Few helmers today make comedies as consistently entertaining as those of Argentina’s Daniel Burman, and “The Mystery of Happiness” is no exception. Often called the Woody Allen of Latin America, Burman delivers the goods with a reliable brand of pleasant, relationship-based humor tied to solid production values: His latest, geared toward a mature demographic, charts the shockwaves that result when an outwardly content businessman abandons his wife and best friend. Following an early 2014 home release, “Happiness” has outpaced even the director’s previous successes (“Lost Embrace,” “Empty Nest”); international sales have been strong, and Strand’s Stateside release could see modest biz if marketed right.
Eugenio (Fabian Arenillas) and Santiago (Guillermo Francella, “The Secret in Their Eyes”) are in perfect synchronicity: Whether at the home appliance shop they co-own or during their off hours at the barber, the race track or the shoe shop, their partnership is so perfect that their very movements are seamlessly coordinated. Life is great, and for Santiago the only improvement would be to expand the store. Eugenio, however, tells wife Laura (Ines Estevez, making a welcome return to the bigscreen) that he wants to sell up.
Then, one morning, Eugenio fails to show at work and doesn’t answer his phone. Laura arrives near closing time telling Santiago that Eugenio has ankled, but Santiago can’t believe it: He’s Eugenio’s best friend, he knows everything about him. Feeling even more betrayed than the garrulous, pill-popping Laura, Santiago can’t accept that Eugenio could abandon their friendship.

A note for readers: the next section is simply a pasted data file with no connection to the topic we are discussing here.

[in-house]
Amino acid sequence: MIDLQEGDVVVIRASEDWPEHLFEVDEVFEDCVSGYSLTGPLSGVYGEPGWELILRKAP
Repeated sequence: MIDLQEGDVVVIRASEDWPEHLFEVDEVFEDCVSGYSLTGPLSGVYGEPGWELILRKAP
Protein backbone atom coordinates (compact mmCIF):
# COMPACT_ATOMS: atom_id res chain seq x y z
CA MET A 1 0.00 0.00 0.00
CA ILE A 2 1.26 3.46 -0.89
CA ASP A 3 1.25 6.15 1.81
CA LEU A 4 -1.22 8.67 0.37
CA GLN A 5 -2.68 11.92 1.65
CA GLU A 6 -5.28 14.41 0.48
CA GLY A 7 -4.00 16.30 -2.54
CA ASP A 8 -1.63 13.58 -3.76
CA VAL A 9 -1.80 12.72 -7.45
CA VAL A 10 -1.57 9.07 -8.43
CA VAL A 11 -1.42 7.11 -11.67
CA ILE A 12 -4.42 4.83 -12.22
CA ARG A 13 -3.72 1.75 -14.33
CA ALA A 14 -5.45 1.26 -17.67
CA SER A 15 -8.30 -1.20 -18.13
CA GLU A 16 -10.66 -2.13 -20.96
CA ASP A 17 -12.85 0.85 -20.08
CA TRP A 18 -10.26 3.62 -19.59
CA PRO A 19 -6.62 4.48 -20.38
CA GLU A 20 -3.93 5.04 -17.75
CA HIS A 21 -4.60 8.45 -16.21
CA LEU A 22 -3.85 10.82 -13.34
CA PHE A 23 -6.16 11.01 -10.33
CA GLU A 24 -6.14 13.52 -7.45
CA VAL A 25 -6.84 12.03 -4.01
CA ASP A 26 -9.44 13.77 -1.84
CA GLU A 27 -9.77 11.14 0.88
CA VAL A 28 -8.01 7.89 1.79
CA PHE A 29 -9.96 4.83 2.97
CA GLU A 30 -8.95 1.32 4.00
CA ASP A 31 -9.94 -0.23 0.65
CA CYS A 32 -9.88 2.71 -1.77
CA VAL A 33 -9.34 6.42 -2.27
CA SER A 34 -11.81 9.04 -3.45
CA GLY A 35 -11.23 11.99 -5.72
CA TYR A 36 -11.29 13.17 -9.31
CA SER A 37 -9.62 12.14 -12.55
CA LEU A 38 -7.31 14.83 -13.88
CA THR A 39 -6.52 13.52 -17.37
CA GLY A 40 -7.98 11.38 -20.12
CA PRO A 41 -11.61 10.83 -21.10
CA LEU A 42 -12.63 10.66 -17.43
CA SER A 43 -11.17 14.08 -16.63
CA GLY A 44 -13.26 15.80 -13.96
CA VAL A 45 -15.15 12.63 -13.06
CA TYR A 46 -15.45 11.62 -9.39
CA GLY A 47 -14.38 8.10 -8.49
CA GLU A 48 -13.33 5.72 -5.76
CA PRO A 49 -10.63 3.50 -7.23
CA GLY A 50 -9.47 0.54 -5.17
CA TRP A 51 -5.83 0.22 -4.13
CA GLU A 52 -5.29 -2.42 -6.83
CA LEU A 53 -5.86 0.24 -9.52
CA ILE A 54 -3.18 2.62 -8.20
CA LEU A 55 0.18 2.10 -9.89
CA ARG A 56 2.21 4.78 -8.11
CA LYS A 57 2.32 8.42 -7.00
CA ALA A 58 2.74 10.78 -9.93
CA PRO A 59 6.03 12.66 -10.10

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Unsure where to turn, they contact retired Inspector Oudukian (Alejandro Awada), a private dick who, rumor has it, was formerly with Interpol and Mossad. The amusingly caricatured detective offers to coach their investigation: Looking at a photo of Eugenio, he spies a faraway look in the missing man’s eyes, rightly guessing that the guy’s departure was less sudden than his loved ones think.
One the one hand, “The Mystery of Happiness” is about a typical midlife crisis, yet Burman chooses to focus not on the motivations of the guy who bailed (although Eugenio becomes a sympathetic figure despite his cowardly act), but rather on the two people whose lives he anchored. Laura charges into her husband’s office determined to fill his shoes, much to Santiago’s horror, and it becomes clear the marriage wasn’t exactly stellar. Nor, however, was it the footnote of his business partner’s imagining. Santiago thought he was privy to everything in his friend’s life, so it comes as a shock when Laura tells him that Eugenio loved to go dancing, revealing a side that Santiago never imagined existed. And it’s not the only one.
It’s this consideration of the roles of business partner, friend and spouse that gives “Happiness” its individuality. How well do we really know our friends or companions, and what does it say about someone who abandons a lifetime of relationships for the dreams of youth? At the start, Santiago is far more shallow than Eugenio, but as the former learns more about his friend’s life, he undergoes his own self-realization, becoming an individual thanks in part to a growing bond with Laura. Since this is about the rupture of a bromance, Burman doesn’t even hint at feelings that might go beyond friendship.
Collaborating for the second time (after “All In”) with scripter Sergio Dubcovsky, Burman cleaves to to several of his usual themes including marital crisis and male bonding, though unusually, “Happiness” has no parent-child conflicts to work through. The mood is largely bouncy, the dialogue spry, and the actors, who include some of Argentina’s best-known comic performers, are masters of timing and couldn’t be better suited to their roles. Burman’s ability to deliver a slick, warm-hearted package is again in evidence, with an added touch of visual playfulness.